“Before people would gawk and stare,” Port said. “Now the looks have changed to concern.”


Comments

1peggygurney(395 comments)posted 2 years, 3 months ago

God bless him. I pray that all of this works out for him.

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2shutyourface(246 comments)posted 2 years, 3 months ago

I must agree he looks so much better now. God bless you Ed!

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3walter_sobchak(1914 comments)posted 2 years, 3 months ago

Fantastic! Why don't we ask Ed if he believes that Dr. McKinnon is overpaid as some people believe doctors are. God bless Ed and Dr. McKinnon with his skilled hands.

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4Sunny(25 comments)posted 2 years, 3 months ago

Ed, as a migraine sufferer myself I am so happy that you no longer suffer on a daily basis with those headaches. You are an incredibly strong person and an inspiration to us all. I think you look wonderful, Ed.

May God bless you and enrich your life in ways that you never dreamed possible. You deserve it! Thank you for sharing your story with us.

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5jrolley325(800 comments)posted 2 years, 3 months ago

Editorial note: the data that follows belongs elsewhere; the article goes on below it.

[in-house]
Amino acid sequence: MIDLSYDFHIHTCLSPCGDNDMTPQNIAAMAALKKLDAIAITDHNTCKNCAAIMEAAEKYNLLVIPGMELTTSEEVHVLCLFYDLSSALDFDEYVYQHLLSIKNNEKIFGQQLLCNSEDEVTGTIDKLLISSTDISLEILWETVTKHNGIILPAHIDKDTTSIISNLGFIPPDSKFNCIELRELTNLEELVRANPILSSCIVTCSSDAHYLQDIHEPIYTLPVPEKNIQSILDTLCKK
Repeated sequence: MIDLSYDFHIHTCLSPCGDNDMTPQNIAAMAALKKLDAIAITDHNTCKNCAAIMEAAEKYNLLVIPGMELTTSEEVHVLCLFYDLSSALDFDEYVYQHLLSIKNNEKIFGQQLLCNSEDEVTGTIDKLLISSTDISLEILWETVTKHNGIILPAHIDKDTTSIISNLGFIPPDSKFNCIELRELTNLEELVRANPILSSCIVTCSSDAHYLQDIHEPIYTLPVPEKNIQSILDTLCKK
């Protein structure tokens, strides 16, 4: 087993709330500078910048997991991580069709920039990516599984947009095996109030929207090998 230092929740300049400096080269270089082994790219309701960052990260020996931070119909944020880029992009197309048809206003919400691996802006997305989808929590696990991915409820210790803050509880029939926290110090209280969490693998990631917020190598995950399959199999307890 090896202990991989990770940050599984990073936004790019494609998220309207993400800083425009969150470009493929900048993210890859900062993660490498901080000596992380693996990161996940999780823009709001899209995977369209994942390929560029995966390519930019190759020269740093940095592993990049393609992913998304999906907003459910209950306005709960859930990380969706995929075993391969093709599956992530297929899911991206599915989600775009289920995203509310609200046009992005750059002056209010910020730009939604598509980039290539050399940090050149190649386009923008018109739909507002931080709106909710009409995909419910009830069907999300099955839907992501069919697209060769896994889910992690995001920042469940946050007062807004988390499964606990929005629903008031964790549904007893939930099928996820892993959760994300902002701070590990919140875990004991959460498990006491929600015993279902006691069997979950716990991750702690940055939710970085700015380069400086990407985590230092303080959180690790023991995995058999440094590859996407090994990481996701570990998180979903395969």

and dr mckinnon once had a teacher who taught him how to work such wonders. teachers that many of you on here believe are overpaid.

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6janeyblue(227 comments)posted 2 years, 3 months ago

@jrolley,are you saying Dr.McKinnon learned this in elementary school ? Middle and high school ? He has a gift. But he was taught to prefect this gift in residency. Many long years I may add. Not the same caliber of teachers that teach little Johnny and Susie how to count. Dr. McKinnon is a doctor with the soul and skill of an artist. Please do not make this political. Leave it as it is,a wonderful story of a courageous man and a compassionate doctor.

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7beach4life(11 comments)posted 2 years, 3 months ago

Best wishes to Ed - what a wonderful uplifting story about the people of our valley!

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8jrolley325(800 comments)posted 2 years, 3 months ago

without great teachers in elementary school, he doesn't do well in middle school. without great teachers in middle school, he doesn't do well in high school. without a great high school education, he doesn't go to college. without a great pre-med education from a 4 year university, he doesn't get into med school. there's my point. wasn't getting political until sobchak's subtle jab. way to insult elementary school teachers everywhere by belittling their jobs. good one.

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9rickking123(292 comments)posted 2 years, 3 months ago

Probably should commend the doctor's parents too then. I'd be willing to bet that genetics and maybe a good home environment played the biggest role in his success and abilities.

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10gbeans01(11 comments)posted 2 years, 3 months ago

Such a wonderful story, Ed! You're an amazing person for all you've endured and a wonderful example to all of us. Best wishes to you!